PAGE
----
In this day and age with air-pollutant emissions in many parts of the world being at unprecedented levels and concentrations, getting much media attention because of this and other reasons, one would think a concerted effort to significantly reduce emissions from transportation would be advanced as a means to better safeguard health and improve quality of life. As it has to do with Germany in this regard, could more be done with respect to reducing nitrogen oxide and other harmful emissions within the motor-vehicle sector in that country?
In “German highway traffic exceeds EU air pollution threshold,” Daniel Tost, writing for EurActiv, wrote: “Nitrogen oxide, primarily originating from motor vehicle exhausts, is quickly becoming a top pollutant in Germany, according to a preliminary analysis conducted by the Federal Environment Agency (UBA).”
“Data collected at over 500 monitoring stations indicates that, once again, the annual mean value of more than half of the monitoring stations near high-traffic roads exceeded the threshold of 40 µg per cubic metre (m3).”
Furthermore, according to Tost, in May this year, data from another 124 monitoring stations will be added. Due to technical issues, data from those additional monitoring stations could not be evaluated.
“‘To contain threshold exceedances in nitrogen oxide, it is vital that the new exhaust norm EURO 6 also lead to lower emissions in real traffic. So far, many automobile manufacturers were only able to guarantee this in the laboratory,’ said UBA president Maria Krautzberger,” Tost wrote citing Krautzberger.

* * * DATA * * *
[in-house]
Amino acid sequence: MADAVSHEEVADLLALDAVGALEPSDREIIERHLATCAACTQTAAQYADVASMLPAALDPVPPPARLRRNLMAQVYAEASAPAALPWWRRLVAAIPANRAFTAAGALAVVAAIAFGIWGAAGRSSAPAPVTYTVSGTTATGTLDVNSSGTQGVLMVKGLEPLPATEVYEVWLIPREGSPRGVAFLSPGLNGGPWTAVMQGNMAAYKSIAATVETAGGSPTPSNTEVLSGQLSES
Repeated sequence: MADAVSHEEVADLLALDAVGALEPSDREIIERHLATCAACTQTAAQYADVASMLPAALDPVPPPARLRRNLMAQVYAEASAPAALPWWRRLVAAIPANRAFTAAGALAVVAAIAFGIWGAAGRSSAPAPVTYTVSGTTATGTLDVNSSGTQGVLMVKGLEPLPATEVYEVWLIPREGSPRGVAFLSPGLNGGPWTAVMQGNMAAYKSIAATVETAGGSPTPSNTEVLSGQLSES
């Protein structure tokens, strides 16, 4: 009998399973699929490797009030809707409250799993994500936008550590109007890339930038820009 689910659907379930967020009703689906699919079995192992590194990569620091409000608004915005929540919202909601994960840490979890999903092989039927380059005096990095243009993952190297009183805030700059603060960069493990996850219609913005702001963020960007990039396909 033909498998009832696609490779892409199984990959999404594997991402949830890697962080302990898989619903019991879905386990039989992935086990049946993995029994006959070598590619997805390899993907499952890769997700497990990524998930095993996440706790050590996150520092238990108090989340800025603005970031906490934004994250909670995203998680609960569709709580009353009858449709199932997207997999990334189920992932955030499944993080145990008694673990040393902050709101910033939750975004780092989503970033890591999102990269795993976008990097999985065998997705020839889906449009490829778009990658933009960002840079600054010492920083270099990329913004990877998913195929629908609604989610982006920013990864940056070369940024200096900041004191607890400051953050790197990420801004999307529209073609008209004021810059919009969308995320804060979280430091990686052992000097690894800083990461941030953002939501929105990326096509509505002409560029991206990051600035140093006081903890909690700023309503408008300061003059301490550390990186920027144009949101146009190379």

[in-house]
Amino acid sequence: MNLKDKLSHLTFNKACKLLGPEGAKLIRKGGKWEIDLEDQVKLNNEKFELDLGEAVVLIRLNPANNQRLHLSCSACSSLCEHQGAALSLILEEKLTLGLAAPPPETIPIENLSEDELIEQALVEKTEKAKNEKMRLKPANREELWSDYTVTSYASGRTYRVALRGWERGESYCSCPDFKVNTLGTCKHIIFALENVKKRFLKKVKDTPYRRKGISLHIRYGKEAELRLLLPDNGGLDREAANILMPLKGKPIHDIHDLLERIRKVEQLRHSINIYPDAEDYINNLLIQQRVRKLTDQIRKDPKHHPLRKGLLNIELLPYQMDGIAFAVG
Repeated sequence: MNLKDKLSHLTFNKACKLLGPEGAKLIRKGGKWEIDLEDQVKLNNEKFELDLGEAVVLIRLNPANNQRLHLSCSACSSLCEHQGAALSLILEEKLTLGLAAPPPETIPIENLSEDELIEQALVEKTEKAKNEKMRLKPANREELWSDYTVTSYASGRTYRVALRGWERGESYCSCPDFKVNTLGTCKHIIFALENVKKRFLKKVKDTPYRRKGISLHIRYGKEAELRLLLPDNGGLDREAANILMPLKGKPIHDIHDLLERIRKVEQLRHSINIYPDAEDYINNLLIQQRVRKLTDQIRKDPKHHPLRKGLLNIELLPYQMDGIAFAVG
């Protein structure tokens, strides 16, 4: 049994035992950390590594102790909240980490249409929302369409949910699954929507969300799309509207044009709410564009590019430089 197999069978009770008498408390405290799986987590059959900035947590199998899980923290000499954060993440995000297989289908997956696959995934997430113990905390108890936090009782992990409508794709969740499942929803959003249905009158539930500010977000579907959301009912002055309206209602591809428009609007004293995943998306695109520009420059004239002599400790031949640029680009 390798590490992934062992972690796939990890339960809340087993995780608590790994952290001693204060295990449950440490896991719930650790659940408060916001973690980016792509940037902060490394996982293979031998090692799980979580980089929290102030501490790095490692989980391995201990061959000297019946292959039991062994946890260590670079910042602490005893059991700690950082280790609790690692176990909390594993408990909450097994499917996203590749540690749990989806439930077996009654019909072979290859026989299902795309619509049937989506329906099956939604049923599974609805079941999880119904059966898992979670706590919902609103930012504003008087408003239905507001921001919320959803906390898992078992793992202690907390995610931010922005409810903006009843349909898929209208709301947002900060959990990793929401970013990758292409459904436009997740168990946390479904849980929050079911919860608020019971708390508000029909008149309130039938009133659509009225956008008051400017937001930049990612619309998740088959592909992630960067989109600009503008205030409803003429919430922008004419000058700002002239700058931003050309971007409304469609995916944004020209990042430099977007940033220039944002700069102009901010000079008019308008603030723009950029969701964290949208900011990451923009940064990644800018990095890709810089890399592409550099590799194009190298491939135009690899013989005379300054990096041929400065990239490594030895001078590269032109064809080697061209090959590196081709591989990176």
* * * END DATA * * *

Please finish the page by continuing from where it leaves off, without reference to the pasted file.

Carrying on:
Nitrogen oxide (NOx) is not the only pollutant of concern – there are others as well such as ozone (O3), a gas corrosive to delicate lung tissue.
“Although no ozone peaks were observed in the summer of 2014, there were target value exceedances in around 6% of all monitoring stations,” Tost continued. “But the maximum 8 hour mean ozone concentration should not exceed 120 µg/m3 on more than 25 days per calendar year.”
And, as for particulates, the air experiences some of the lowest levels, according to what Tost wrote. Even so, Krautzberger demurred, contending there is still risk to health.
“‘For particulates, there is no minimum effect threshold – health effects can also occur when the concentration levels of particulates is relatively low. The World Health Organization (WHO) has confirmed this again,’” Tost offered, citing the UBA president once more.
So, is there anything that can be done to help bring about improvement in motor vehicle exhaust emissions?
Of nitrogen oxide, ozone and particulate emissions, with the pollutant NOx seemingly causing the greatest amount of concern, finding an appropriate engineering solution to significantly reduce or even eliminate NOx – not just in the lab but under real-world driving conditions as well – should be the remedy of choice.
Image above: U.S. Library of Congress